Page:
SoundOut – the obvious goliath to go to market with tends to resist; reach out to all natural allies
BeatThatQuote – individuals should have an economic upside in the use of their data

EntrepreneurCountry enables mid to large enterprises to become Ecosystem Economics companies – enabling them to win in the digital age.

Because of the technology discontinuity that networks and exponential growth bring, you can’t get to the future from the present in a straight line. EntrepreneurCountry enables Goliaths to airlift themselves over the discontinuity into the future to iterate around hypotheses about their business and their industry. By testpiloting these hypotheses in the EC marketspace, they can create product / market fit for their new businesses.

Case Studies

No Articles found

United Kingdom

Scotland: The new hub for entrepreneurs

Written by Julie Meyer on Thursday, 18 February 2016.

Edinburgh and Glasgow are both great cities with considerable charm. And they both have a growing entrepreneurship ecosystem and financial services nous.

London: The new hub for entrepreneurs

Written by Julie Meyer on Friday, 11 December 2015.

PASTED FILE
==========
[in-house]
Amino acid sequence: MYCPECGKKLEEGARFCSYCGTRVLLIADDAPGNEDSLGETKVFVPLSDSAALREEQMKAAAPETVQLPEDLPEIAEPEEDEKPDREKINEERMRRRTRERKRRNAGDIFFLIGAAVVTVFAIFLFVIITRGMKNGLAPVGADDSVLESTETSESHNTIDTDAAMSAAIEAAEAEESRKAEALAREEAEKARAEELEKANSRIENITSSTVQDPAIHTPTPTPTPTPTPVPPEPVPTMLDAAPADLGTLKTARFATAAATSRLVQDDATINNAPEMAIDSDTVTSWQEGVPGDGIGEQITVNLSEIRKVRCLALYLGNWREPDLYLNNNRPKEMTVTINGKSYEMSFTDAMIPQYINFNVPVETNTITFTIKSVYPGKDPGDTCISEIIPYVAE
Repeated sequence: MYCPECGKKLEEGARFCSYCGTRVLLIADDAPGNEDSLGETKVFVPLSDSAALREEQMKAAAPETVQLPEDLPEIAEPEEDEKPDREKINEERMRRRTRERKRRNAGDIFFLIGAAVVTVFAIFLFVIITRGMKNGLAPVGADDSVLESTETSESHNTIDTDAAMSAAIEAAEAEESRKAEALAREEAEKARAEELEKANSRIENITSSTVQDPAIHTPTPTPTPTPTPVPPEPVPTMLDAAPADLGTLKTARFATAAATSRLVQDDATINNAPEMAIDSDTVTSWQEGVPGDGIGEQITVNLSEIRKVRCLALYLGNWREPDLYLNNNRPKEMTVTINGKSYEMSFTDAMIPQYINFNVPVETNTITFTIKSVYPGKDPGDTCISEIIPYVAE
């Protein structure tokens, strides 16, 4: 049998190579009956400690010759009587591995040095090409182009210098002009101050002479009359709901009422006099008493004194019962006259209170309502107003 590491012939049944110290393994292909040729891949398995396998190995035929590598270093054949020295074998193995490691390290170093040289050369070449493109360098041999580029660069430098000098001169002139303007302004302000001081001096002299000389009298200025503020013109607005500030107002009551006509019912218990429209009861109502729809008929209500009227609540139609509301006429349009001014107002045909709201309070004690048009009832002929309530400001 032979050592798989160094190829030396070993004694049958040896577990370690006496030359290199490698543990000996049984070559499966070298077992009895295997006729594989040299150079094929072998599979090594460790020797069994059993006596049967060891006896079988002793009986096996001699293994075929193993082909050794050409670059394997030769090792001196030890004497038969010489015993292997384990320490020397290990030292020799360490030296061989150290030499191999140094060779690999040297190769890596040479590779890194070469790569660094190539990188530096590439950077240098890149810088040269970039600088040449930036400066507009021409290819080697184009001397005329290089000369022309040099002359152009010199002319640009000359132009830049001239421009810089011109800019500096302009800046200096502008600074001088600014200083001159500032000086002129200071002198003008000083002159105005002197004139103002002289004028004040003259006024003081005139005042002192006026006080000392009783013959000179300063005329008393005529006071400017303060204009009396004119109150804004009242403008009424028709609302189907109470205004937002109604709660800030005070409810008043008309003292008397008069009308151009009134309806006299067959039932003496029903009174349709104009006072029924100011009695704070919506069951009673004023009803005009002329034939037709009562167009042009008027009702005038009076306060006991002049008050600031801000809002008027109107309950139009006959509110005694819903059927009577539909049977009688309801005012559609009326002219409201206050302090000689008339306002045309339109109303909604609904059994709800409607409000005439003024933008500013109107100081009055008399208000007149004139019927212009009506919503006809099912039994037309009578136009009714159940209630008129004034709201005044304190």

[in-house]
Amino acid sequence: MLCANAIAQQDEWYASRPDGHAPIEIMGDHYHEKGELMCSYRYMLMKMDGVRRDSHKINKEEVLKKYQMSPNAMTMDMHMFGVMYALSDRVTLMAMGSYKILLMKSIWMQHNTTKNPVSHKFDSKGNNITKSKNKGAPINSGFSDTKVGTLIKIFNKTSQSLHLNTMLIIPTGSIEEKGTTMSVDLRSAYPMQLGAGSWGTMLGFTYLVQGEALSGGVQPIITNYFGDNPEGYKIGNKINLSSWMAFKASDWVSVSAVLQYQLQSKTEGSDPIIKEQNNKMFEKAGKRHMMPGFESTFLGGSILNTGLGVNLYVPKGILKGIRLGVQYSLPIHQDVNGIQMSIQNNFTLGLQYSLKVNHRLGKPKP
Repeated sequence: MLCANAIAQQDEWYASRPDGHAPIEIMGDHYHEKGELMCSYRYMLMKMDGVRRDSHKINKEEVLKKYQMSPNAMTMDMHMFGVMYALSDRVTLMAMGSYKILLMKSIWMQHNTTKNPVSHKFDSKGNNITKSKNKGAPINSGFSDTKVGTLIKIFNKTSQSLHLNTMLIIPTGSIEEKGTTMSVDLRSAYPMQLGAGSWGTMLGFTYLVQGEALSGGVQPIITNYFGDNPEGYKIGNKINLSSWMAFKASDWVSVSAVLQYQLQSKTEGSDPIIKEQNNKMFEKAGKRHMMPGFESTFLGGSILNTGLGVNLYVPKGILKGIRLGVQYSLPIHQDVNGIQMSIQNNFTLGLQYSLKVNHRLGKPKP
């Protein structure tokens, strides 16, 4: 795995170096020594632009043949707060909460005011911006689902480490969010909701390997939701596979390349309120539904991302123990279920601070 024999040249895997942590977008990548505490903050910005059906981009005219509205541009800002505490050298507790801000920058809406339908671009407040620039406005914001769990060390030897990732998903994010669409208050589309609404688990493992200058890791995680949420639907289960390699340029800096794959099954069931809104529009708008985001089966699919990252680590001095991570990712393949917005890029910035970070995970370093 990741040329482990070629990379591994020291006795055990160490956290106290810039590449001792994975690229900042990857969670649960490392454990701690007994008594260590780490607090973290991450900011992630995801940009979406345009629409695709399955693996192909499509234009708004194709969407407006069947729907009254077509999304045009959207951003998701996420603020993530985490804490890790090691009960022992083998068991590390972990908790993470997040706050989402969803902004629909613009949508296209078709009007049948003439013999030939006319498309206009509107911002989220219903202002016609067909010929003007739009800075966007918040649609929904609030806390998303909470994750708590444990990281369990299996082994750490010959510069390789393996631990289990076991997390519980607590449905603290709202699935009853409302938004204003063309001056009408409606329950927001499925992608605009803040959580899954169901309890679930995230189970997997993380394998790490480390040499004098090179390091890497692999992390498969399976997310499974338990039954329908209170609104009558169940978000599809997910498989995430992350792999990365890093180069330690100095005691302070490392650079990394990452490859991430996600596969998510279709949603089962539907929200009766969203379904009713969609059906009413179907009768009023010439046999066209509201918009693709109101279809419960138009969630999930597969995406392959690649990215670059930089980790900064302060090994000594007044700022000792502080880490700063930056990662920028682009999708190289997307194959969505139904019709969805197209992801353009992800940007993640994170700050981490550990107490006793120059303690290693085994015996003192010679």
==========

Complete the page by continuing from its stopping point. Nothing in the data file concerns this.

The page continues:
I arrived in London on 24 July, 1998 with a work permit and an attitude, knowing that what was happening in Palo Alto, where I hail from, would hit like a tsunami on these shores.

Can India become a digital superpower?

Written by Nitin Dahad on Monday, 26 October 2015.

Last month (September 2015) saw a wave of euphoria about India as the Indian Prime Minister Narendra Modi visited and wooed the who’s who of Silicon Valley. He seemed to have rock star status as many of the CEOs of Silicon Valley tried to jump on the India bandwagon to raise their profile among India’s 1.2 billion plus population. But on a serious note, is all this interest going to translate into something bigger, in terms of triggering an innovation ecosystem that enables India to become a new digital superpower?

The Future of Financing Creative Artists

Written by Glede Jung on Tuesday, 20 October 2015.

I wrote the book The Business of Creativity because of this disconnect that exists between the creative industry as a whole and the investment sector and also in some ways the tech community - Michael Jacobsen